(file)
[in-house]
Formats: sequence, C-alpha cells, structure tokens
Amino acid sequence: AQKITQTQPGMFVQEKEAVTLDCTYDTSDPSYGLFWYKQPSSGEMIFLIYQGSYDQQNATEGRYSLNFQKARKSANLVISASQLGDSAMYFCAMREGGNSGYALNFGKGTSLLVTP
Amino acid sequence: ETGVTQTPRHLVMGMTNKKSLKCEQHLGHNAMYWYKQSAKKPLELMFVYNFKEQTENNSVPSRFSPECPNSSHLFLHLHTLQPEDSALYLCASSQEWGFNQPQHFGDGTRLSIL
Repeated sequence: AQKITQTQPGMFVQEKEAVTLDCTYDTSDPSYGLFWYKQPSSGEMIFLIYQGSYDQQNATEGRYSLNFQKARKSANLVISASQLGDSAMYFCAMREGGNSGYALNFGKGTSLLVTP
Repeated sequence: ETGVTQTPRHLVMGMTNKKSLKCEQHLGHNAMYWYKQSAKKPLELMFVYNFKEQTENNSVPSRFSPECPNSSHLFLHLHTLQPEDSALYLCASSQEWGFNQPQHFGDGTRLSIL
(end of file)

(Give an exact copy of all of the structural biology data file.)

[in-house]
Formats: sequence, C-alpha cells, structure tokens
Amino acid sequence: AQKITQTQPGMFVQEKEAVTLDCTYDTSDPSYGLFWYKQPSSGEMIFLIYQGSYDQQNATEGRYSLNFQKARKSANLVISASQLGDSAMYFCAMREGGNSGYALNFGKGTSLLVTP
Amino acid sequence: ETGVTQTPRHLVMGMTNKKSLKCEQHLGHNAMYWYKQSAKKPLELMFVYNFKEQTENNSVPSRFSPECPNSSHLFLHLHTLQPEDSALYLCASSQEWGFNQPQHFGDGTRLSIL
Repeated sequence: AQKITQTQPGMFVQEKEAVTLDCTYDTSDPSYGLFWYKQPSSGEMIFLIYQGSYDQQNATEGRYSLNFQKARKSANLVISASQLGDSAMYFCAMREGGNSGYALNFGKGTSLLVTP
Repeated sequence: ETGVTQTPRHLVMGMTNKKSLKCEQHLGHNAMYWYKQSAKKPLELMFVYNFKEQTENNSVPSRFSPECPNSSHLFLHLHTLQPEDSALYLCASSQEWGFNQPQHFGDGTRLSIL